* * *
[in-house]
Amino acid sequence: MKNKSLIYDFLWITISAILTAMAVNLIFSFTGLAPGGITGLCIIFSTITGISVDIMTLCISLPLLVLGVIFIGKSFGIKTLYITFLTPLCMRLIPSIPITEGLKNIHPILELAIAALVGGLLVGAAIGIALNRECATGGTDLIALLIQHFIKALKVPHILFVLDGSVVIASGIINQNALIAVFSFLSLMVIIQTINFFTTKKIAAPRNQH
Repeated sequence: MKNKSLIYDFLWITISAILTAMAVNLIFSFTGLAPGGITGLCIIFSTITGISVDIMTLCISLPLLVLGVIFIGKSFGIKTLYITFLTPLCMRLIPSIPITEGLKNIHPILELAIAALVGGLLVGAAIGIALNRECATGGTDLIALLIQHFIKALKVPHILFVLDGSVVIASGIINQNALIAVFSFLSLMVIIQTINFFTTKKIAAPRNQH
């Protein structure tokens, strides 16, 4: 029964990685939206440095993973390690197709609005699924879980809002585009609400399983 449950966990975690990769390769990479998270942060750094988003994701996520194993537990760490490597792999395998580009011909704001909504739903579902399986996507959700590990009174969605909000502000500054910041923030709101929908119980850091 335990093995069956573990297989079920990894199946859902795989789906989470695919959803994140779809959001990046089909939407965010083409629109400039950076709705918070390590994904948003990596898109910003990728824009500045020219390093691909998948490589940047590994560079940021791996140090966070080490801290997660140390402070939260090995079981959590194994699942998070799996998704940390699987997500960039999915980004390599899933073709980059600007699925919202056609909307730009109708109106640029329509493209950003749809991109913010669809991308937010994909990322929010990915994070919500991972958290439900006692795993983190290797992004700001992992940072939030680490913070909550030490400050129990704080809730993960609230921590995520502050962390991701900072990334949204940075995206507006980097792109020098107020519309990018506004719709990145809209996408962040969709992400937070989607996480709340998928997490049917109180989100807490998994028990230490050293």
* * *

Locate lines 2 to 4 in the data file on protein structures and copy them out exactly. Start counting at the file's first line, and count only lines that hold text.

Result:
Amino acid sequence: MKNKSLIYDFLWITISAILTAMAVNLIFSFTGLAPGGITGLCIIFSTITGISVDIMTLCISLPLLVLGVIFIGKSFGIKTLYITFLTPLCMRLIPSIPITEGLKNIHPILELAIAALVGGLLVGAAIGIALNRECATGGTDLIALLIQHFIKALKVPHILFVLDGSVVIASGIINQNALIAVFSFLSLMVIIQTINFFTTKKIAAPRNQH
Repeated sequence: MKNKSLIYDFLWITISAILTAMAVNLIFSFTGLAPGGITGLCIIFSTITGISVDIMTLCISLPLLVLGVIFIGKSFGIKTLYITFLTPLCMRLIPSIPITEGLKNIHPILELAIAALVGGLLVGAAIGIALNRECATGGTDLIALLIQHFIKALKVPHILFVLDGSVVIASGIINQNALIAVFSFLSLMVIIQTINFFTTKKIAAPRNQH
């Protein structure tokens, strides 16, 4: 029964990685939206440095993973390690197709609005699924879980809002585009609400399983 449950966990975690990769390769990479998270942060750094988003994701996520194993537990760490490597792999395998580009011909704001909504739903579902399986996507959700590990009174969605909000502000500054910041923030709101929908119980850091 335990093995069956573990297989079920990894199946859902795989789906989470695919959803994140779809959001990046089909939407965010083409629109400039950076709705918070390590994904948003990596898109910003990728824009500045020219390093691909998948490589940047590994560079940021791996140090966070080490801290997660140390402070939260090995079981959590194994699942998070799996998704940390699987997500960039999915980004390599899933073709980059600007699925919202056609909307730009109708109106640029329509493209950003749809991109913010669809991308937010994909990322929010990915994070919500991972958290439900006692795993983190290797992004700001992992940072939030680490913070909550030490400050129990704080809730993960609230921590995520502050962390991701900072990334949204940075995206507006980097792109020098107020519309990018506004719709990145809209996408962040969709992400937070989607996480709340998928997490049917109180989100807490998994028990230490050293």